How do you feel about artificial pitches?
When it comes to describing pitches to a fellow club cricketer, few terms induce the grimace that "artificial" does.
Non-turf strips have something of a bad reputation. Bowlers feel they are on a hiding to nothing, while batsmen feel they have no excuse to not score heavily. To an extent, this perception is unfair, since these pitches are not always the batsman's paradise they are assumed to be.
While their pace and carry may be limited, they can permit a degree of movement. Five-wicket hauls are far from unknown. The advantage of increased playability should also not be undervalued.
At the recreational level, where so much effort goes into getting the necessary players to the ground, anything that boosts the likelihood of the game going ahead has to be a welcome development. With many clubs struggling for volunteers, the less demanding requirements when it comes to maintenance are also a significant point in favour of artificial pitches.
Reliability is also a key benefit. In 2014, Mike Selvey wrote in the Guardian of his local club opting, against his advice, to install a grass square rather than an artificial surface. A few months down the line the pitch started misbehaving dangerously. There's now no club; it would be foolish to place this solely at the door of its unruly turf, but it cannot have helped matters.
None of this is to say that artificial pitches should be the primary choice, or that they are generally preferable to grass. Natural grass pitches continue to command the affection of both players and spectators. Discovering, adjusting to, and exploiting the vagaries of individual pitches continue to make cricket on such surfaces interesting.
With all that in mind, how should we assess, then, the ECB's idea of playing its new T20 competition on artificial pitches?
While the reflex of most cricket lovers might be to retch at the thought of professional cricket being played in such conditions, it should be remembered that it would be nothing new. Even Test cricket, that most traditional of formats, has been played on jute matting - which is nothing if not a sort of artificial pitch. Illustrating how such a surface can reward both batsmen and bowlers, the Lucknow Test between India and Pakistan in 1952 saw Nazar Mohammad carry his bat for 124, while Fazal Mahmood finished with match figures of 12 for 94. Non-turf pitches are, in fact, so firmly a part of cricket that they even receive particular attention in the standard MCC Laws (7.5 and 10.8).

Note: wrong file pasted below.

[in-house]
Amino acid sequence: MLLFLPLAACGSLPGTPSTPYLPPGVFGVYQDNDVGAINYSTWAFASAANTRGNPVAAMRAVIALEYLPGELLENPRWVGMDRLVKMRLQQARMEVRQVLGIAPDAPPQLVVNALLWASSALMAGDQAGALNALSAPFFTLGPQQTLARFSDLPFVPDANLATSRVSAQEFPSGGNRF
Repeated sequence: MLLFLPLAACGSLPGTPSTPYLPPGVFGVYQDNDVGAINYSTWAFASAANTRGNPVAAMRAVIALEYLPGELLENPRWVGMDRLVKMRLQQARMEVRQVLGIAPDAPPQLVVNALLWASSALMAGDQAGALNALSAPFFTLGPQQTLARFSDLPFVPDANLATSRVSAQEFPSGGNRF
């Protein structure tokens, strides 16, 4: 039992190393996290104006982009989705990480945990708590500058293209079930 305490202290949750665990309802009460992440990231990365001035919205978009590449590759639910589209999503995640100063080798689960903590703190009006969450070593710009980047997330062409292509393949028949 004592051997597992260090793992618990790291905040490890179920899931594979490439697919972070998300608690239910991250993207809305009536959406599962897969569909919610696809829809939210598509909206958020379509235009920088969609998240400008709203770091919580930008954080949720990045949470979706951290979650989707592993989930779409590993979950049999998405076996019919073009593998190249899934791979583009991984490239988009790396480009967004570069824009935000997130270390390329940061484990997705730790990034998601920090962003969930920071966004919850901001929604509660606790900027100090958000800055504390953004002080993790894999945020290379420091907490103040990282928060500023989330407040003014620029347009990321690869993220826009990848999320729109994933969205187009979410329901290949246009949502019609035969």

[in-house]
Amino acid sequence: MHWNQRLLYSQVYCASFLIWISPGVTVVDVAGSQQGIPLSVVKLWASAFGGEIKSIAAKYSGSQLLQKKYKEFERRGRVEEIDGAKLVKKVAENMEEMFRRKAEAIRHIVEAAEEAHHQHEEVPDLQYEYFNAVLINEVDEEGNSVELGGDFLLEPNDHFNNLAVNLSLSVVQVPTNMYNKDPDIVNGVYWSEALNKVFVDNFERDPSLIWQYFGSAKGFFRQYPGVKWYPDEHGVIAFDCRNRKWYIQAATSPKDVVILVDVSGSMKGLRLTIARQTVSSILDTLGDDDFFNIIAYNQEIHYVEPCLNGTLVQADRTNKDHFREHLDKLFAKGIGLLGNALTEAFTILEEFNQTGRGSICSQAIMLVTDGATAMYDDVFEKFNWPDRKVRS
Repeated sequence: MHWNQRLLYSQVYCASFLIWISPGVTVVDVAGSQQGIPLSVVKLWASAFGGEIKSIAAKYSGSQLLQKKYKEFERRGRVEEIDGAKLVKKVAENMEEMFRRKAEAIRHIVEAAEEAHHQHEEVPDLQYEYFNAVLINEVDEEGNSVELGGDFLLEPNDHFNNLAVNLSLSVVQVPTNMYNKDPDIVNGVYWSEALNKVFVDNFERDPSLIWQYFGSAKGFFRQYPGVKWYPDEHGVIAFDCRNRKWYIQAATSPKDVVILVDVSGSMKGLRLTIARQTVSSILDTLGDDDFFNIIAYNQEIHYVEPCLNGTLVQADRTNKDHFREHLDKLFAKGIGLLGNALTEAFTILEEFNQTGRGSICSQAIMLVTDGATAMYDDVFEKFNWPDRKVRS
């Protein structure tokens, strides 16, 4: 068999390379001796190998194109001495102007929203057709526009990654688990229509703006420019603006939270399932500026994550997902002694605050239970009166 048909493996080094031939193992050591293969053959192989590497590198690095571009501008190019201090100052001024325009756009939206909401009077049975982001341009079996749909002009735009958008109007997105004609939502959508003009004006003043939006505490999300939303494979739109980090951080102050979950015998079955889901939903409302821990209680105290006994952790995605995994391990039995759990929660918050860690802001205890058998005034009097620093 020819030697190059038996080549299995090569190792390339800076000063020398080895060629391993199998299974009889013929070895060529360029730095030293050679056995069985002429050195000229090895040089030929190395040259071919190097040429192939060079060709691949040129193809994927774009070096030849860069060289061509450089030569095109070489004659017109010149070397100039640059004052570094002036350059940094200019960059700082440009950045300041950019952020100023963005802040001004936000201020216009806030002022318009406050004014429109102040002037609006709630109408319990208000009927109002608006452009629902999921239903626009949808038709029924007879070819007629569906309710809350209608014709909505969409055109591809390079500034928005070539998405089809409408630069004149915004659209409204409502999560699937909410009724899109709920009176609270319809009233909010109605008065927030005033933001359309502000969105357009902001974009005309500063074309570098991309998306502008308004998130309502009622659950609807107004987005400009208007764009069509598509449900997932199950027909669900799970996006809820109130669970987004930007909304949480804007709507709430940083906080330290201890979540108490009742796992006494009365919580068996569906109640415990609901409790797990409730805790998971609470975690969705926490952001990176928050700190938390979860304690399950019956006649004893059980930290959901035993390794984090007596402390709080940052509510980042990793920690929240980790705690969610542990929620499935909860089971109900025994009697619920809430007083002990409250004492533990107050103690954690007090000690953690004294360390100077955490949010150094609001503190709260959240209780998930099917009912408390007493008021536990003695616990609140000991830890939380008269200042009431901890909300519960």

Artificial need not mean evil. Unfortunately the very words "artificial" and "synthetic" convey the notion of unhealthiness. It's only a matter of time before the term "fake" joins them. If it hasn't already happened, "fake cricket" will surely be the next lazy epithet to be wheeled out to condemn any unwelcome development in the game.
Indeed, there is a risk that the anti-artificial-pitch movement gets caught up in the misguided quest for authenticity, glimpsed in many spheres today, from food to clothing to music to theatre. It's all too easy to become attached to fixed ideas of representativeness, and thereby fail to appreciate the potential of alternatives to the status quo. Fair play, then, to the ECB, not an organisation renowned for unconventionality, for thinking outside the box.
If the misguided quest for authenticity is one extreme, then the other is the misguided quest for saleability. It appears that the major reasons why the ECB is contemplating such a move are: firstly, to procure the steady rainfall of sixes it deems to be necessary to render an attractive spectacle; and secondly, to ensure that more traditional rainfall need not jeopardise play.
It has to be admitted that an artificial pitch might well provide a better spectacle than some of the pitches used for T20 in recent years, including at major grounds such as Lord's. The desire to improve the experience for spectators isn't a fault. Nor is the wish to minimise lost playing time, although it should be observed that often it is the outfield rather than the pitch that delays restarting play.
No, the reason why artificial pitches for T20 are a Bad Thing™ is because they sell the game short, robbing it of its potential. If the competition is truly about attracting new audiences to the game - a worthy aim - it makes no sense to deliberately devalue that game. Cricket relies on variability for its interest. Identical artificial pitches represent the ultimate form of homogenisation. Stripping the game of another layer of subtlety - and despite what its critics may say, there is plenty of subtlety in T20 beneath the surface - would be foolish, counterproductively reducing its ability to obtain new fans while simultaneously alienating existing ones.
If, on the other hand, we could construct artificial pitches that vary throughout the game, and which can be produced according to differing specifications, cricket would be enhanced. Single-use surfaces that provide both high variability and high playability could be the future, especially for temporary venues such as Olympic stadiums - should cricket ever get that far.
For the moment, however, for anything other than recreational cricket, artificial pitches deserve no more than a grimace.
Liam Cromar is a freelance cricket writer based in Herefordshire, UK. @LiamCromar